Cape Town - “If it can be done for Europe, it can be done for Africa.”
This has always been the ambition of engineer Dr Daniel Mtimkulu, and on Monday it was realised at the unveiling of the first new locally designed locomotive at Cape Town Station.
The Afro 4000 may have been manufactured in Spain, but it was designed by 34-year-old Mtimkulu and his star team of engineers in collaboration with Stellenbosch University students.
The diesel locomotive is the first of its kind in Africa, and the first new passenger locomotive to be commissioned in South Africa since 1958.
The engine coach, fresh off the ship from Spain, is the first of 70 units set to help modernise the ageing fleet in a R46 million procurement deal.
It was a proud day for Mtimkulu, who grew up in Estcourt, KwaZulu-Natal.
“My grandfather gave me this desire to be an engineer. I started with fixing bicycles, geysers and radios. That desire to design – that’s what he instilled in me.”
Mtimkulu did three years of engineering studies at the University of the Witwatersrand before being awarded a scholarship to study in Germany.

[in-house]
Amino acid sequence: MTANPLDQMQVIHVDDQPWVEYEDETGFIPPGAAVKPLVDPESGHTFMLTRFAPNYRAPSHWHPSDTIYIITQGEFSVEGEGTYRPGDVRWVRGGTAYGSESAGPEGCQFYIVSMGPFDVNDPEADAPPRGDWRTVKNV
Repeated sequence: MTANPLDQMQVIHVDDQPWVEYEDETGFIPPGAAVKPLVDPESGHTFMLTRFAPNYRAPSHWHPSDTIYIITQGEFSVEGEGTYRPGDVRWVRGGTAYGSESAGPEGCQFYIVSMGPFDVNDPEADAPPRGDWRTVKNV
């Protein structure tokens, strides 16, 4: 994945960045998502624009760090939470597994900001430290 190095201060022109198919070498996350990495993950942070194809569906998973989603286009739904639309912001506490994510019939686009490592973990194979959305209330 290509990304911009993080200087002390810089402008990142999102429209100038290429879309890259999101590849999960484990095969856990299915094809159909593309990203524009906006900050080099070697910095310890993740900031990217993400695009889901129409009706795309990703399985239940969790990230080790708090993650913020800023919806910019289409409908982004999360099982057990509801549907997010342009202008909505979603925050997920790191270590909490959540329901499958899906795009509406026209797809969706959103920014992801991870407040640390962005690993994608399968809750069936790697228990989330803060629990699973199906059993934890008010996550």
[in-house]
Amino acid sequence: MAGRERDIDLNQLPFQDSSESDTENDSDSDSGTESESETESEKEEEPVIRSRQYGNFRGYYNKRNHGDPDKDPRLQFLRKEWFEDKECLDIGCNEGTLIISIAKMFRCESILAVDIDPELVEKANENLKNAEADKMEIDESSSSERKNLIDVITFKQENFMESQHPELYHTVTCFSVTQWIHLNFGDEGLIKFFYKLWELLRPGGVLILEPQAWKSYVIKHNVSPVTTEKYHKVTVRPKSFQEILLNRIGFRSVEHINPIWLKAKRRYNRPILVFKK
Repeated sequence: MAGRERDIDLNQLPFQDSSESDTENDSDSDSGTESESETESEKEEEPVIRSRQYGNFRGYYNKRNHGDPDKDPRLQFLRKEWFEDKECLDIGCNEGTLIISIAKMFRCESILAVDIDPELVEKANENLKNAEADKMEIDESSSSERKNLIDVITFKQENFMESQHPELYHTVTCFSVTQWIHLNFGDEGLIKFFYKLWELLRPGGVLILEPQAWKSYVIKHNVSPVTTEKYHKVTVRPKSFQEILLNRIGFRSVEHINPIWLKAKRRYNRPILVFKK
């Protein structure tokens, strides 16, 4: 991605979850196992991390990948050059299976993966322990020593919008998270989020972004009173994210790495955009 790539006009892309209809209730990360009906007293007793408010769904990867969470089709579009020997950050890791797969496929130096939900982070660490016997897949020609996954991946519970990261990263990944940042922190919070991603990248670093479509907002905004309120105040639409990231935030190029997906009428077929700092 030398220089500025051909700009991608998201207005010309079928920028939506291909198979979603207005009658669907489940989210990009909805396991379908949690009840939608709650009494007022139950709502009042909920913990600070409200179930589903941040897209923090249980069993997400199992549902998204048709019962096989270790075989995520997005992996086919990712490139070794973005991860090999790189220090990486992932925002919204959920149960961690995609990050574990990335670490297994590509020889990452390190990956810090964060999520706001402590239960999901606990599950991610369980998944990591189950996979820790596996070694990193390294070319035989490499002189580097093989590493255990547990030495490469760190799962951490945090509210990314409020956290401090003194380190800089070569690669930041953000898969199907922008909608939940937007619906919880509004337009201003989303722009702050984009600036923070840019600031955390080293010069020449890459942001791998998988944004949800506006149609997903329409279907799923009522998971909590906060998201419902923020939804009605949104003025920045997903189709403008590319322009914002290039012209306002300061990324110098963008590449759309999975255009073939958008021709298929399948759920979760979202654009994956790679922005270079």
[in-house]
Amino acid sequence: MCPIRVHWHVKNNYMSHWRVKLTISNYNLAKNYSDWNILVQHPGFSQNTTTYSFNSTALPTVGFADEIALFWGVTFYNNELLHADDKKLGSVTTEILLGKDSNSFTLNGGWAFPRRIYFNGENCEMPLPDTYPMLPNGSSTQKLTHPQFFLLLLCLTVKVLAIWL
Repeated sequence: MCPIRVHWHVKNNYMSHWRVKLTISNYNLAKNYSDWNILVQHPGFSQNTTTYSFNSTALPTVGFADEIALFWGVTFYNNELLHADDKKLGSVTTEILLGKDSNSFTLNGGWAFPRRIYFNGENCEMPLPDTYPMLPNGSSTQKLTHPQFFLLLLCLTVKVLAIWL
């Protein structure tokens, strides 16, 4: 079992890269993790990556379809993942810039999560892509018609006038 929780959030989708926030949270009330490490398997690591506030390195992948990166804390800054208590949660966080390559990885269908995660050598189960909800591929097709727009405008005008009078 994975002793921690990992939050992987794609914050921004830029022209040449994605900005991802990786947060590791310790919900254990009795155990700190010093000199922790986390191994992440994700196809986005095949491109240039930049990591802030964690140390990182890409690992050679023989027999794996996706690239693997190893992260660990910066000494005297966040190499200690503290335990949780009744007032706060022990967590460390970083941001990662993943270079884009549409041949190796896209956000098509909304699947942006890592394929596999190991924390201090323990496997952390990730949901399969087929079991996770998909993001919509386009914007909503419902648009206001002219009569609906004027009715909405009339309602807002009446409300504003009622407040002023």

After six years studying and working there, he was offered citizenship – but refused, and returned home to work for the Passenger Rail Association of SA (Prasa), where he is now head of engineering services.
It was Mtimkulu’s job to negotiate with the European manufacturers until they accepted the specifications he drew up – made to operate efficiently with minimal maintenance and wastage in South African terrain and climate.
“For me, it’s humbling to see a design with a unique African flavour.”
Many of Mtimkulu’s design innovations will continue to be used when a new train manufacturing plant in Gauteng is completed in the future.
Prasa chief executive Mosenngwa Mofi said the new locomotives would make a huge difference to a service crippled by past disinvestment and falling into disrepair.
“This is the realisation of a long-standing dream; a dream that will change the travel experience of South Africans forever.”
The locomotives are mostly destined for long-distance passenger and freight rail between Cape Town and Joburg, but local services will feel the positive spin-off.
New chairman of the Prasa board, Dr Popo Molefe, said they would inject life into the system.
“We are trying to keep alive a system that is terminally ill in the intensive care ward. You fix it today, tomorrow it breaks. That’s why commuters get frustrated and burn their own assets.”